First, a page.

This is an archived article and the information in the article may be outdated. Please look at the time stamp on the story to see when it was last updated.

INDIANAPOLIS — A Marion County judge declared a mistrial in a high-profile case against a man accused of murdering a pastor’s wife in 2015. Amanda Blackburn, pregnant with her second child, was killed inside her house on Sunnyfield Court during a home invasion that November.

Larry Jo Taylor Jr. faces several charges including murder, robbery and criminal confinement in Amanda’s case. Taylor is one of three men originally charged and the only one who was not given a plea deal.

Amanda shared the home with her husband, Pastor David Blackburn, and their young son. Amanda was 12 weeks pregnant with their second child.

Taylor is not facing charges for the death of the unborn baby, which is why the judge declared a mistrial when jurors found out about the pregnancy.

“This just being a mistrial indicates nobody did anything wrong, it was just a set of facts that came up and they determined that they could no longer go to the jury and get a fair outcome,” John Tompkins said.

Tompkins, a criminal defense attorney, said the jury can realize they know more about the case after jury selection.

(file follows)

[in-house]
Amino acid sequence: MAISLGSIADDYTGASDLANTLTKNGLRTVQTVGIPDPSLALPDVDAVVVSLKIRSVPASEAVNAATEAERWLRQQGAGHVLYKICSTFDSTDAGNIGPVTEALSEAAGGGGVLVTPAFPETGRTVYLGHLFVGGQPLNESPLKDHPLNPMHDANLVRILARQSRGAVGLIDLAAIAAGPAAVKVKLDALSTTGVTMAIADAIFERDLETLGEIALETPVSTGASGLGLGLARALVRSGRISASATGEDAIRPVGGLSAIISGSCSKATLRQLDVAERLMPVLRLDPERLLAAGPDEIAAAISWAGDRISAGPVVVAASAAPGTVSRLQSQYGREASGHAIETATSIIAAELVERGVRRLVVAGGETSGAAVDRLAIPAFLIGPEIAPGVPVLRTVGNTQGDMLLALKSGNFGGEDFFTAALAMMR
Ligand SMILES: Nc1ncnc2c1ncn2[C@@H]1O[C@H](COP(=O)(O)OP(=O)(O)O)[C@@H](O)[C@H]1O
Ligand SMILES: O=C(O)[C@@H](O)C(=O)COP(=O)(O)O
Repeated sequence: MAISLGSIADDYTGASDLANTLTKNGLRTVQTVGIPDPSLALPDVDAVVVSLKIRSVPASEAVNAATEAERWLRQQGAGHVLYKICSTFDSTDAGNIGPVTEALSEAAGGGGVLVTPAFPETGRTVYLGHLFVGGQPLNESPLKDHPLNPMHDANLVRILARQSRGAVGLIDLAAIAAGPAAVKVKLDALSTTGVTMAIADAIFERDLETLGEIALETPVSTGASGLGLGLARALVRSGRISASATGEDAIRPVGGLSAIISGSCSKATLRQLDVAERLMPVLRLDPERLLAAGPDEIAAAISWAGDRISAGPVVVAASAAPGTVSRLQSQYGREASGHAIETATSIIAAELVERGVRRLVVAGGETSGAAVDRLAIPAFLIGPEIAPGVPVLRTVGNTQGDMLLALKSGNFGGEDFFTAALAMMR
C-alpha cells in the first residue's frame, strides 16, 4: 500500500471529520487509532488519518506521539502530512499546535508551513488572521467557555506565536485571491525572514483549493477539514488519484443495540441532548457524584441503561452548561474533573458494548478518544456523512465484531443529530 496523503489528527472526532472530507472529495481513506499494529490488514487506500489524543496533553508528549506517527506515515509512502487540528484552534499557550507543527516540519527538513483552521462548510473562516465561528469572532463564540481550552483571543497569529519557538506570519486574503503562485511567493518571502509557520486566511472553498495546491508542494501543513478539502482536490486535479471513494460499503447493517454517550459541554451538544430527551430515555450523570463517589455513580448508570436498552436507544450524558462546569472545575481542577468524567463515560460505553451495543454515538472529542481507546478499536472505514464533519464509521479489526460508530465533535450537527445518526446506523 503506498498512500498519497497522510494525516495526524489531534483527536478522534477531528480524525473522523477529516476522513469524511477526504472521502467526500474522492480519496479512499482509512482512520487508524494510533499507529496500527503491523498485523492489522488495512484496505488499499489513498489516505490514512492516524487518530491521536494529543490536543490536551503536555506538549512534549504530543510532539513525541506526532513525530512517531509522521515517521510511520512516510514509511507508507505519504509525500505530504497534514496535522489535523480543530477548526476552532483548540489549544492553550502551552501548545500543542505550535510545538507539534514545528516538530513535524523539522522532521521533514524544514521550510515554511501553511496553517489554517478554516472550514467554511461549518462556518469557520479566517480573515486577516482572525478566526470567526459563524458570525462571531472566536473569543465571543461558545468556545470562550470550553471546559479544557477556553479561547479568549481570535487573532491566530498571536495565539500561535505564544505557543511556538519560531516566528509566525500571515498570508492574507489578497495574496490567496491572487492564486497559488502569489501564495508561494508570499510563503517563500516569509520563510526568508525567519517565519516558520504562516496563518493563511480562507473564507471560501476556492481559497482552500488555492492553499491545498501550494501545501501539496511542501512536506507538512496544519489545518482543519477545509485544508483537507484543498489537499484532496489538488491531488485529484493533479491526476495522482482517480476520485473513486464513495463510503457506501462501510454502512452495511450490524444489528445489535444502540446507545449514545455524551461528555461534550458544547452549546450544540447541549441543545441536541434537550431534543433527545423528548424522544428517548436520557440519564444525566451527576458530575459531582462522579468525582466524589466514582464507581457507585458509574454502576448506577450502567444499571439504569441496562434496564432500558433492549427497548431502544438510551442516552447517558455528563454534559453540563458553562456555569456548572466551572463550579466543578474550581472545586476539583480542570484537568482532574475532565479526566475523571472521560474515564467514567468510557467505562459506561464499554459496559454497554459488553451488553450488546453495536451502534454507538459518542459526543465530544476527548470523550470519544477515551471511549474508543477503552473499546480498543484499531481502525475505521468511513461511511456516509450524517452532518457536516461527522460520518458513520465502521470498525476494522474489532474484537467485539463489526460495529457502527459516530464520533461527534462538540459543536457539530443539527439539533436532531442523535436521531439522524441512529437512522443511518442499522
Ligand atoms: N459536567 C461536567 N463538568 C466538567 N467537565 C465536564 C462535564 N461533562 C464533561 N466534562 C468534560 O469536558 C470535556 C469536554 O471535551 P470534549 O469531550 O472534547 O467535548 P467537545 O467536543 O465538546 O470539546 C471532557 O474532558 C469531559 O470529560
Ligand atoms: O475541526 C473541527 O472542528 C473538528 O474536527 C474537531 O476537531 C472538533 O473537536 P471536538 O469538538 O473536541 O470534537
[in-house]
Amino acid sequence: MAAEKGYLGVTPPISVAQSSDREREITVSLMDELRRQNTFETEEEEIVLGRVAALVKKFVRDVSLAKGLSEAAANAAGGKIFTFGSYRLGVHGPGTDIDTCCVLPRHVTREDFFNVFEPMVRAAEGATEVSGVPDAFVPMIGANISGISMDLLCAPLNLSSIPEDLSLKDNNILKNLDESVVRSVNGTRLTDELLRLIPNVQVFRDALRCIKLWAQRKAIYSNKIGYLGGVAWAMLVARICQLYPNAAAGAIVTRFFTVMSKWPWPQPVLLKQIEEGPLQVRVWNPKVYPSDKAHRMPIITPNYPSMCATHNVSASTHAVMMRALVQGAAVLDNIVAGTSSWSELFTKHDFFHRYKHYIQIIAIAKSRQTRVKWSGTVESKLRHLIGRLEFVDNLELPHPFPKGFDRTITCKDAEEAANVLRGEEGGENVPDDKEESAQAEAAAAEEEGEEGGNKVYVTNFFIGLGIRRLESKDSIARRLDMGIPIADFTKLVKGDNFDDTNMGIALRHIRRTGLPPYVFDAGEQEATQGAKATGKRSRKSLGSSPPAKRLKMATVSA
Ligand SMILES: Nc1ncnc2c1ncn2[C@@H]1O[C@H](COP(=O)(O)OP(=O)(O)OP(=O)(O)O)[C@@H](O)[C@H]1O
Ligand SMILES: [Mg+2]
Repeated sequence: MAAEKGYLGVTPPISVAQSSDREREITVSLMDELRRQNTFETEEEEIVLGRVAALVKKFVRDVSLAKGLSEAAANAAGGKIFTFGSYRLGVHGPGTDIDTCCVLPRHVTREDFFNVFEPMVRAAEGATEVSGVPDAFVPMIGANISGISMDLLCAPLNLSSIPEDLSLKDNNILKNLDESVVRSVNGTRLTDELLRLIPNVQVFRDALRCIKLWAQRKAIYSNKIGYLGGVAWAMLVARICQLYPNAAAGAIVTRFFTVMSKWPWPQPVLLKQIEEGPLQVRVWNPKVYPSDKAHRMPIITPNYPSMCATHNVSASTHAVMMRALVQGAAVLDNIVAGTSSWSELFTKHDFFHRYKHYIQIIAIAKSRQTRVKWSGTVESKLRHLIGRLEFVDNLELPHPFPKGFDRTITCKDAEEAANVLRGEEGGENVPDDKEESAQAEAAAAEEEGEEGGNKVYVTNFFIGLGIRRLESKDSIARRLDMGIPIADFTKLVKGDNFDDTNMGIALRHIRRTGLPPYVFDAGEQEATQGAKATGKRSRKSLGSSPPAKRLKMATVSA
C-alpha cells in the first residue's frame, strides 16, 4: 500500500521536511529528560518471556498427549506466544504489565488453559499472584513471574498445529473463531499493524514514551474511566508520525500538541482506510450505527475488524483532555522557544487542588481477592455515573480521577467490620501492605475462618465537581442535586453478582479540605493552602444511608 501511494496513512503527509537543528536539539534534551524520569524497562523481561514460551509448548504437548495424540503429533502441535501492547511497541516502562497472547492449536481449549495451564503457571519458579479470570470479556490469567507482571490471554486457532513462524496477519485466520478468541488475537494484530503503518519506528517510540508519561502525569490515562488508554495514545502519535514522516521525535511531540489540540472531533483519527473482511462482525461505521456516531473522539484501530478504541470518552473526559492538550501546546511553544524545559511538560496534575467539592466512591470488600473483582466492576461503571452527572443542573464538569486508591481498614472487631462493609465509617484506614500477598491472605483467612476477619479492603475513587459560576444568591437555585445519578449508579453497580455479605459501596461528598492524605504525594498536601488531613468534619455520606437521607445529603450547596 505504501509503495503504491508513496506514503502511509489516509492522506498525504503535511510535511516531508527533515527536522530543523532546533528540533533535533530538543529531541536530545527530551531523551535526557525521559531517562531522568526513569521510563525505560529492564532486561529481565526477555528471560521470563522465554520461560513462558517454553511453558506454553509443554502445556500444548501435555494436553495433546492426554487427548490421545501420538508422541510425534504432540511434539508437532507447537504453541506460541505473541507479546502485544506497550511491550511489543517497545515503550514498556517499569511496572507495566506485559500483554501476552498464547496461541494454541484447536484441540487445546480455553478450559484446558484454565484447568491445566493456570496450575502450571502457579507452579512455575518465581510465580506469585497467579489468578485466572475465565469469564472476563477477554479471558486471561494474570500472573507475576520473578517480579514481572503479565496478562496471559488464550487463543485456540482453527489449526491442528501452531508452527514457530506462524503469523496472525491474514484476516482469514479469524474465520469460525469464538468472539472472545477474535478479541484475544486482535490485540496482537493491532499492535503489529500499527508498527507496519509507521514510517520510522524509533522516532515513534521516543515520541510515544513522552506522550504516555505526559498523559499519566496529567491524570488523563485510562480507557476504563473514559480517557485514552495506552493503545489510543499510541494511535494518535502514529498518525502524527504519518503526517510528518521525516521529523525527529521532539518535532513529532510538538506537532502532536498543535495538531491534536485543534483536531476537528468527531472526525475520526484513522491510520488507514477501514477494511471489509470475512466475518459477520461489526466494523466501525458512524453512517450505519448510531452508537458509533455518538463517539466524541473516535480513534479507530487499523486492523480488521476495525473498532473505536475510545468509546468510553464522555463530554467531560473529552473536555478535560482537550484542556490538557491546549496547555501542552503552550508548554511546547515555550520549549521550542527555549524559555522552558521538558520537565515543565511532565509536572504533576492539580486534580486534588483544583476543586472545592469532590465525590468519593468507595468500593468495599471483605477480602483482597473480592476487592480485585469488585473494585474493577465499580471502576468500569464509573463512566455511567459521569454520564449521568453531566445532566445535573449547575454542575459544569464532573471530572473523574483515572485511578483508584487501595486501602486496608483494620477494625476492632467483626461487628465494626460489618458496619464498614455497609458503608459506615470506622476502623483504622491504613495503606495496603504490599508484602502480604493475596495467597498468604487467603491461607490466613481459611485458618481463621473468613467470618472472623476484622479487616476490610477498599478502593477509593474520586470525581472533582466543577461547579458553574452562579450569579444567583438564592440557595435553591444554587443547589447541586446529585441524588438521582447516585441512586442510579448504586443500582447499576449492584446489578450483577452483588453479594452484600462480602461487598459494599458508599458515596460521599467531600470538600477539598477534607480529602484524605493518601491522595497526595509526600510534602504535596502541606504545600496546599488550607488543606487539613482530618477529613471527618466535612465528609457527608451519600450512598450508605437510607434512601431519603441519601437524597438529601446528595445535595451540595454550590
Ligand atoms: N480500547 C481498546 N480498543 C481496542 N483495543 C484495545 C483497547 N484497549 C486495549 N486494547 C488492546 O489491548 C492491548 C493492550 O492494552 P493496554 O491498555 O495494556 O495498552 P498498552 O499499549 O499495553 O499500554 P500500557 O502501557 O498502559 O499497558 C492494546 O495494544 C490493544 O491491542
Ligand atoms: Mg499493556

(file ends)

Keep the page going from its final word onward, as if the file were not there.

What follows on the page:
“Somebody may have become aware during the trial that they knew something,” Tompkins said. “So, during jury selection, they didn’t put two and two together, and then when they started hearing the facts it stirred something in their memory and they realized that they had a bias they didn’t realize in the beginning. Then if you compound that by jurors talking to each other in the jury room, and sharing that kind of stuff amongst each other, pretty soon you lose a whole lot of jurors.”

The other defendants in the case, Jalen Watson and Diano Gordon, accepted a plea deal and agreed to help prosecutors with the case against Taylor. Officials tell us we should learn more information later this week about when jury selection begins again.

One juror asked Judge Grant Hawkins why this case is taking so long. Judge Hawkins cited COVID, whittling down 100 witnesses to 33 and a series of attorneys over the years.